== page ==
Hamilton is just getting started. These days, the city’s top employers aren’t the steel mills, but McMaster University and Hamilton Health Sciences Corp., the umbrella organization for the hospital network. The Hamilton area is expected to generate 2,600 new jobs in 2017 and 4,000 more next year, mostly in the tech, health and education sectors. As the economy has grown, so has the city’s infrastructure. A second GO station opened in 2015. Along King Street, the historic Royal Connaught hotel has been revived as a condo complex, and the once-neglected Gore Park is now a lavish public square. Despite some heated 11th-hour resistance from pro-car councillors, the city will proceed with a crosstown LRT line. The West Harbour is about to undergo a $143-million, Port Lands–style facelift. Between 2009 and 2013, 500 condo units were built downtown; in the last two years, that number ballooned to 1,300. The city has brought some of its many block-long parking lots to market to attract developers. Hamilton has always had the sturdy bones of a metropolis. Now it’s flexing the will to flesh them out.
In August 2015, Lauren and I started coming into Hamilton regularly on weekends for open houses. At a time when semis in Toronto were getting bids into the seven figures, we were blown away by what you could find in Hamilton for under $500,000. There was one cottage-style place in Dundas with gorgeous hardwood floors and a modern kitchen with a vaulted ceiling (it also had a separate cellar that looked like something out of The Silence of the Lambs). Another, in the west end, had an amazing covered outdoor deck that could have been a restaurant patio.
That November, we discovered a 100-year-old, Queen Anne–style home in Kirkendall, a Leslievillian downtown neighbourhood filled with regal Victorian houses and charming worker’s cottages. The place had all the practical features we could only dream of in Toronto—it was a detached three-storey with three bedrooms, three bathrooms, a big backyard in which the kid could run wild and quadruple the living space of our Bloorcourt unit. It also had some cool quirks, like a spiral staircase ascending out of the master bedroom into a finished studio attic I could use as an office space, and elaborately detailed built-in bookshelves. There were five parks within a 10-minute walk, daycare options and a great elementary school a few blocks away. The price: $499,900.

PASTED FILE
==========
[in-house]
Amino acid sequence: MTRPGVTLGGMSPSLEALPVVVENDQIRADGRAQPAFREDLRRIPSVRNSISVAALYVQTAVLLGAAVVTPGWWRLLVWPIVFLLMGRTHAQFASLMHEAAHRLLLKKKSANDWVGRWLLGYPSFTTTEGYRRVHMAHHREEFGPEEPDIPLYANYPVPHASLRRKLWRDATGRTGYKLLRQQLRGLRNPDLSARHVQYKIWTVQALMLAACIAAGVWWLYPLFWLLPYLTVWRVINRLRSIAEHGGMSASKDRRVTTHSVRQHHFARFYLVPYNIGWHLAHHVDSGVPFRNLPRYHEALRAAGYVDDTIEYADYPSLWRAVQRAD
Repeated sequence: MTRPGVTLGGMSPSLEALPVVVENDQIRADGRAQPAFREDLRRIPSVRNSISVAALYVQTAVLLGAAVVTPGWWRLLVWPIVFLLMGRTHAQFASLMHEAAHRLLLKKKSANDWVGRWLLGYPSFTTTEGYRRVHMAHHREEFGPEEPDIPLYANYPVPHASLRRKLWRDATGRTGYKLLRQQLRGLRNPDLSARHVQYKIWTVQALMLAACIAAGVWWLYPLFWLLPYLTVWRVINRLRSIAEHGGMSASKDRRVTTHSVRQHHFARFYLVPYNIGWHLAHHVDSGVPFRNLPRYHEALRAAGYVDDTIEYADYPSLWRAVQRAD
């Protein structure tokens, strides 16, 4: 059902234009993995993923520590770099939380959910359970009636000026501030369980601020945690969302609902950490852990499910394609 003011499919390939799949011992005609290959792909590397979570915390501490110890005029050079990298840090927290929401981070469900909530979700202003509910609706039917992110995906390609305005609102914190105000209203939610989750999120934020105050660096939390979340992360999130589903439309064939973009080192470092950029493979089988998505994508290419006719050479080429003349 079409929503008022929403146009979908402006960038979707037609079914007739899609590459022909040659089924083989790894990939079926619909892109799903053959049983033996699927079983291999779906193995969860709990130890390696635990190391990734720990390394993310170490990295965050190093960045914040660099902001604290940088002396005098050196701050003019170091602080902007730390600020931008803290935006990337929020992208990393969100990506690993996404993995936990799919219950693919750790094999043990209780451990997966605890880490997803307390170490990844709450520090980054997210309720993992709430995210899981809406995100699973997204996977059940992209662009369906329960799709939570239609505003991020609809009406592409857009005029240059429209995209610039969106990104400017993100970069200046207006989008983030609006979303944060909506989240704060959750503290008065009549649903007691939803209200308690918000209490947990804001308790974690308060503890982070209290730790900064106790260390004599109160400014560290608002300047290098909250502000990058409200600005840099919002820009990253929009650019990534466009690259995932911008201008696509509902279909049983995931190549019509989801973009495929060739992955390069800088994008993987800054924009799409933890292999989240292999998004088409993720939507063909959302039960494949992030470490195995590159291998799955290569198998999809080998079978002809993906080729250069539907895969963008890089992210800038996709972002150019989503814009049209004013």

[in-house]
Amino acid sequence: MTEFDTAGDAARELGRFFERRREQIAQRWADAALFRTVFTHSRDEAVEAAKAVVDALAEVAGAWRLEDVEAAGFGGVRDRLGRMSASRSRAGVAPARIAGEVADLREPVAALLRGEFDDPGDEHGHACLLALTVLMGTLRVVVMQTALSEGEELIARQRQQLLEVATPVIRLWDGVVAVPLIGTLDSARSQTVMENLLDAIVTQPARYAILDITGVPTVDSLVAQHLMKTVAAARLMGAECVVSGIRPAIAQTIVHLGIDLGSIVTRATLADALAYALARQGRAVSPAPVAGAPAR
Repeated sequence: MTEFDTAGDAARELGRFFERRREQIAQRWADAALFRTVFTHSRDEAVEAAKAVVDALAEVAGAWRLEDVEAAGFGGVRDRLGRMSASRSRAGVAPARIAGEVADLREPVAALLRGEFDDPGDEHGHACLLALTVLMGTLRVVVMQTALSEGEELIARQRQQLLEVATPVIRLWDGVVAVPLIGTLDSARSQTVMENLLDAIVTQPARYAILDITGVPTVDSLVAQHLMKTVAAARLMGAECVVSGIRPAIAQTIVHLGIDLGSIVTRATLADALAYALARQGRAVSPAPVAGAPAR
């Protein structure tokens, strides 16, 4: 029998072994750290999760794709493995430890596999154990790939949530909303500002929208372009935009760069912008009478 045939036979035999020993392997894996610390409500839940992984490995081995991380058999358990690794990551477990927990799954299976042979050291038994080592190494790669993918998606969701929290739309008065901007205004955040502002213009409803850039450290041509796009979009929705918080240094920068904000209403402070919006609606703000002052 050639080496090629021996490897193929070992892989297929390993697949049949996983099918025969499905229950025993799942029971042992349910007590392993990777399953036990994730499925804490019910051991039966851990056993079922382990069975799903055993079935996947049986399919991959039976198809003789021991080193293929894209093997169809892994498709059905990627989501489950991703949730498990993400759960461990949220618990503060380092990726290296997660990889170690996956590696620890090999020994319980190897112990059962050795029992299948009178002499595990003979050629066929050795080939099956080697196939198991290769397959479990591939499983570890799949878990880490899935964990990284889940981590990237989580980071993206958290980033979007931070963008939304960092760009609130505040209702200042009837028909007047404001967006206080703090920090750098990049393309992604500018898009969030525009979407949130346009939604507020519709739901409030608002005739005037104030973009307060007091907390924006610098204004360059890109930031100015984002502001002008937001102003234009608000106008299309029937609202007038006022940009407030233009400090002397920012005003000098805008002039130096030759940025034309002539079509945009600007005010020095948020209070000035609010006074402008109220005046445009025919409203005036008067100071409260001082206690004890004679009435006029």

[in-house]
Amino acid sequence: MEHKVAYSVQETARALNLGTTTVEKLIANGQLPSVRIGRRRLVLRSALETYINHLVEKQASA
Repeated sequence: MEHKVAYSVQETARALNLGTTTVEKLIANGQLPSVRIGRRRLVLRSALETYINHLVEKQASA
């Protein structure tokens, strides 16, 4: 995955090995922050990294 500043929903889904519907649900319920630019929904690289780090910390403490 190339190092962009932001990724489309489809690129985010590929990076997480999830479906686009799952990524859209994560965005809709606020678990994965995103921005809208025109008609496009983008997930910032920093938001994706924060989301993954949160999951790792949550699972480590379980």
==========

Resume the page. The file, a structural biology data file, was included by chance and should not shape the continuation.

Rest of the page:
We felt so good about the place that we immediately ordered an inspection and then, satisfied with the results, submitted a bid at asking. There was no scheduled offer night, no sitting in the car for three hours outside the house, no realtor to inform us that we needed to go higher. Our agent simply phoned in the offer and called us a few hours later to tell us the house was ours.
Hamilton was good for us because Toronto was good to us. During our four years in Bloorcourt, the Toronto market had continued its gravity-defying act, and we were able to sell our place for $845,000—which, after clearing up debts, left us with enough for a 20 per cent down payment and a monthly mortgage equivalent to the $1,400 share we were paying in Toronto. We were able to buy into one of Hamilton’s nicer neighbourhoods: our house is a short walk to the shops and restaurants of Locke Street, footsteps from the bike and hiking trails at the base of the Niagara Escarpment, and close to the 403 for drives back into Toronto to see my mom and friends. Though we still live paycheque to paycheque, we have a little more budgetary breathing room, thanks to cheaper daycare, insurance and utilities.
I never planned to be a daily commuter. At the time of our move, I was working primarily on short-term contracts as a producer for CBC Radio. I figured I would take the GO train in to cover those limited shifts. But as my schedule at CBC filled in to cover much of 2016, I became a full-fledged, card-carrying member of the Presto pack.
In Toronto, a subway ride from Ossington station to Union could be a 45-minute ordeal—three packed trains might pass before I could squeeze onto one, and once I did, there was barely enough room to hold open a book. The train ride between Toronto and Hamilton was long (75 minutes) and expensive ($10.75 each way), but it was predictable and relatively stress-free. Since Hamilton is the first stop on the Lakeshore West line, the 6:48 was practically empty when I boarded each morning, so I was guaranteed a seat. The trip went by fast if I put the time to productive use—I typed this sentence as my train rolled out of Oakville.
After my contract at CBC ended in the spring, I began freelancing full-time from home, disabled my phone’s six a.m. alarm and got to know my new hometown. It’s taken some time to realize I’m no longer a Torontonian. Moving to Hamilton has given me a new appreciation for Toronto’s quilt-like assemblage of communities, where I could walk from Parkdale to the Danforth and always be in a lively, intimate streetscape. Even though Hamilton is much smaller than Toronto, it’s more sprawling and harder to navigate: in the lower city, the pedestrian-friendly districts are separated by long tracts of residential streets, sparse big-boxes and boarded-up retail.